When on a ketogenic diet, it is a problem if ketones are going up to 5 to 6 millimoles per liter?

When on a ketogenic diet, it is a problem if ketones are going up to 5 to 6 millimoles per liter?


When on a ketogenic diet, it is a problem
if ketones are going up to 5 to 6 millimoles per liter? Tiana Tallant says, “A friend of mine has
been on a ketogenic diet for the last three weeks. Initially, her ketone levels were 2 to 3 millimoles
per liter, but the last few days, they’ve been up to around 5 to 6 millimoles per liter. Her macros are 80 grams of protein, 20 grams
of net carbs, 130 grams of fat. What could make ketones this high? Are there any concerns for them being at this
level?” Those are the normal fasting levels of ketones
at a normal long-term fast. I don’t know. Actually, this was in one of the previous
AMAs. I forget who it was. I don’t want to misstate the person’s name. One of the popular ketogenic advocates was
saying that if the ketones are getting above 3, then it’s from not eating enough protein. I don’t really see it that way. I think that protein will suppress ketogenesis,
and so will carbs. Five to 6 millimoles per liter is what you
see in therapeutic ketogenic diets. I think the real question is what is this
doing to our health? I don’t see any obvious threat to our health
on the basis of the ketones alone. I think you have to judge that against is
she experiencing any health problems or is she feeling better? I think those would be the primary things. In terms of how you could bring the ketones
down, more carbs or more protein are going to bring them down. Between the two of those, probably protein
would be the most important thing to increase as a means of protection against lean mass
loss and as a means of keeping neurotransmitters and all the other things that you do with
protein healthy. But you could raise the carbs a little bit
too. Because remember that your carb demand even
on a ketogenic diet is definitely not down to 20 grams of carbs. That’s not even feeding your brain on the
ketogenic diet. If you have room to increase carbs, then I
think would be great to get the carbs up to at least 30 and then maybe use protein going
up to supply the rest of that. Then also pay attention to micronutrients. Do a dietary analysis. If there are certain nutrients that this person
is not really getting in that more vegetables would help those micronutrients, then increase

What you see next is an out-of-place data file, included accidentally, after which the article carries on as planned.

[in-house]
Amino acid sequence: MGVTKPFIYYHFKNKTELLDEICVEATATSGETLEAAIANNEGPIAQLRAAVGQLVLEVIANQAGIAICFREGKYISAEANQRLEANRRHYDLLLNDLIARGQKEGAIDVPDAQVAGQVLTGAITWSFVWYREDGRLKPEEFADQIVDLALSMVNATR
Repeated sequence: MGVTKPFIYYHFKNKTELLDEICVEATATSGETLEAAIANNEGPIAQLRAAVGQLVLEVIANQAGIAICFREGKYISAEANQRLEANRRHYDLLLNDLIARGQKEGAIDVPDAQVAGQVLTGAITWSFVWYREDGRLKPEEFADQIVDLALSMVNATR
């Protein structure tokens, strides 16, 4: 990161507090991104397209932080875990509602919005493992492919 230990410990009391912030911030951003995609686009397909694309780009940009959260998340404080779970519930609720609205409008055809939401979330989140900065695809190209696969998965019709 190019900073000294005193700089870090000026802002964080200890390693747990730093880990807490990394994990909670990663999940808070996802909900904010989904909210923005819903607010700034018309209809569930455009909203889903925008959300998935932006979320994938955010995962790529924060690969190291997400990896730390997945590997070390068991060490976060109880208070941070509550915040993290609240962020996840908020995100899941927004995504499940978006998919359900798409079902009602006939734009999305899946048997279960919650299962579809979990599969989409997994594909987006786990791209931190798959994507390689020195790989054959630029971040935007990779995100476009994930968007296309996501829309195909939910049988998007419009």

the vegetables and the carbs along with them for that purpose. But just on macros alone, I would say go up
at least 10 grams on the carbs and go up to, if you can get there, a gram of protein per
pound of body weight on the protein, and that will bring the ketones down. Thanks, Tiana, for your question.

Comments

(6 Comments)

  • James Kantor

    Can you share in a video, why you like ketogenic diet of lower carb diets. Ie 70-100 grams of carbs a day.

  • Michael Sparks

    The researcher you're thinking of is Steve Phinney. I don't know offhand in which video he talks about it in the most depth, but here's one where he at least mentions it: https://youtu.be/2KYYnEAYCGk?t=100

  • Lynne Cobb

    Most experts agree, your brain is quite happy to run on ketones. I think red blood cells are the only things that can't use ketones, they must have glucose. Your liver can produce all the glucose you need in a demand driven system

  • Patrick Ryan

    Her cells are obviously using the ketones way too slowly therefore causing them to back up in the blood to these high levels.. Why?

    She's not eating enough carbs. "Ketones burn in a carbohydrate flame in the cells" after all.. Just eat more carbs, especially in the evenings.. Don't worry about knocking yourself out of ketosis every evening because you'll be back in ketosis the next morning anyway.

  • Joe Simone

    Its adaptation, long term, ketones will start to be utilized more efficiently. I've seen this testing month 1 vs. Year 1 and so on.

  • mattmoo1007

    Pretty good advice. I've been keto for about 5 years and I've noticed an improvement with just a little bit more carbs or a higher amount protein per pound of body weight. Often you'll hear those in the keto community (the hardcore) stressing that you don't need any carbs, and while this may be true, some people, like me, seem to do a little better with just a little bit more than 20 grams. 40 grams works for me and I still maintain ketones in the .8 to 2 range almost every day. And in a paradoxical response, my blood sugar is often slightly better with 40 grams of carbs vs 20 grams or near zero.

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